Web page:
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Hoffmann, R. A wiki for the life sciences where authorship matters. Nature Genetics (2008)

Targeting Aurora kinases for the treatment of prostate cancer.

Inappropriate expression of the Aurora kinases can induce aberrant mitosis, centrosome irregularities, and chromosomal instability, which lead to anueploidy and cell transformation. Here, we report that Aurora-A and Aurora-B are highly expressed in primary human and mouse prostate cancers and prostate cancer cell lines. In clinical samples, levels of Aurora-A and Aurora-B were significantly elevated in prostatic intraepithelial neoplasia lesions and prostate tumors when compared with the non-neoplastic samples. Interestingly, expression of Aurora-A in non-neoplastic prostates correlated with seminal vesicle invasion (rho = 0.275, P = 0.0169) and in prostate tumor with positive surgical margins (rho = 0.265, P = 0.0161). In addition, nuclear expression of Aurora-B in prostatic intraepithelial neoplasia lesions correlated with clinical staging of the tumor (rho = -0.4, P = 0.0474) whereas cytoplasmic expression in tumors correlated with seminal vesicle invasion (rho = 0.282, P = 0.0098). Cell lines and primary tumors derived from the TRAMP model were also found to express high levels of Aurora-A and Aurora-B. When human PC3, LNCaP, and mouse C1A cells were treated with the potent Aurora kinase inhibitor VX680, which attenuates phosphorylation of histone H3, cancer cell survival was reduced. VX680 could further reduce cell viability >2-fold when used in combination with the chemotherapy drug doxorubicin. Our findings support a functional relationship between Aurora kinase expression and prostate cancer and the application of small-molecule inhibitors in therapeutic modalities.[1]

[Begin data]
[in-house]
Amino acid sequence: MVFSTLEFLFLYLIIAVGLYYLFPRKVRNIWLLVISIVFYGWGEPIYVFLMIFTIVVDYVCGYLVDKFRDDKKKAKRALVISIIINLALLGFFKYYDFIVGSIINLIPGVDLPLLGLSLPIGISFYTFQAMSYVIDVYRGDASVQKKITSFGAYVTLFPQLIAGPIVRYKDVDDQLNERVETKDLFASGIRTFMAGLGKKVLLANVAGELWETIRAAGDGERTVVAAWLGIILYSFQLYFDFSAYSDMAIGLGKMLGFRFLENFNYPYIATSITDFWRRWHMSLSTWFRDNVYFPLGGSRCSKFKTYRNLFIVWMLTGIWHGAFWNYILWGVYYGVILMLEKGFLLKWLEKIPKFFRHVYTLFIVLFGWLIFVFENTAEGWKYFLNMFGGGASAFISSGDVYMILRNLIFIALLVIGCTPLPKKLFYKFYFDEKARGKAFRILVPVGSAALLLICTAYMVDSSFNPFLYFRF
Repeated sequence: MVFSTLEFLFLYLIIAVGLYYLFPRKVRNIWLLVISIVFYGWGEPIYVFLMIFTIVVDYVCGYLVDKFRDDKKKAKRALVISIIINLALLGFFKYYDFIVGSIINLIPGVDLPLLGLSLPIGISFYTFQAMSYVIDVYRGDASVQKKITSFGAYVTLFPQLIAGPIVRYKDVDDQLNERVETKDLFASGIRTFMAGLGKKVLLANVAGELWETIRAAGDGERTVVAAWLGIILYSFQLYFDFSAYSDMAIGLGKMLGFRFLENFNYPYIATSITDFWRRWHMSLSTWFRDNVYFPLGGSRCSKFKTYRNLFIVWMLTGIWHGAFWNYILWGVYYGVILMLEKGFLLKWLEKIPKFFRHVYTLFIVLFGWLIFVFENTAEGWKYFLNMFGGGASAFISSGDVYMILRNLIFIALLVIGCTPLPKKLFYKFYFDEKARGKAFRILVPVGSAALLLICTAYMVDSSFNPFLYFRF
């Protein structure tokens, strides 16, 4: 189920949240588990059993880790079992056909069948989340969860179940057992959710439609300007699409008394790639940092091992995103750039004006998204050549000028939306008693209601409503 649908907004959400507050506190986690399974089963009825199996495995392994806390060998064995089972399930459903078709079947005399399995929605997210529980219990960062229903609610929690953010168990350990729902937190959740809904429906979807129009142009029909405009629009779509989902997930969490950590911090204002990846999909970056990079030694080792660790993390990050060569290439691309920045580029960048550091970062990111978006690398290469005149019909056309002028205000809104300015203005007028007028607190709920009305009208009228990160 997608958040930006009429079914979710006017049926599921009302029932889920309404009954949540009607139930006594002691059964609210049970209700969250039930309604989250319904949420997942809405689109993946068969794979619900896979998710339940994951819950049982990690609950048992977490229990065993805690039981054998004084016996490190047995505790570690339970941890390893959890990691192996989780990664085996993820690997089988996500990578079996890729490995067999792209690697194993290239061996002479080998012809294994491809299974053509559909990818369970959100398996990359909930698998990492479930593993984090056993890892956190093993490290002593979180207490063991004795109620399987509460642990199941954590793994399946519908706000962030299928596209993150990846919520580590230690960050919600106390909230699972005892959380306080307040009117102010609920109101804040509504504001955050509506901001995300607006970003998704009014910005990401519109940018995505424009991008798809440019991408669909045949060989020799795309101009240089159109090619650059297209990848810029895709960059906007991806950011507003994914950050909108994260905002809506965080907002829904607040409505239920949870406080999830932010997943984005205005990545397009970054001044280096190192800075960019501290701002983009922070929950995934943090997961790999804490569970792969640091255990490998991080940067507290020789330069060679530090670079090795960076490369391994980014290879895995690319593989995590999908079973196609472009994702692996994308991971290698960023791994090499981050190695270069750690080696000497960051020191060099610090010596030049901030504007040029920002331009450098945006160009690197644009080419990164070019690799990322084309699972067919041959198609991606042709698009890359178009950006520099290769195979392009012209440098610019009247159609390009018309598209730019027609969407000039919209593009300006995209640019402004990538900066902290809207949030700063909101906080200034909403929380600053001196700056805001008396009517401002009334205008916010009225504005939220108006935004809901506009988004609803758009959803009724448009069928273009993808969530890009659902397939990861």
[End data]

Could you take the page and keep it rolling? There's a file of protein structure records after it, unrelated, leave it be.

1. Targeting Aurora kinases for the treatment of prostate cancer. Lee, E.C., Frolov, A., Li, R., Ayala, G., Greenberg, N.M. Cancer Res. (2006) [Pubmed]
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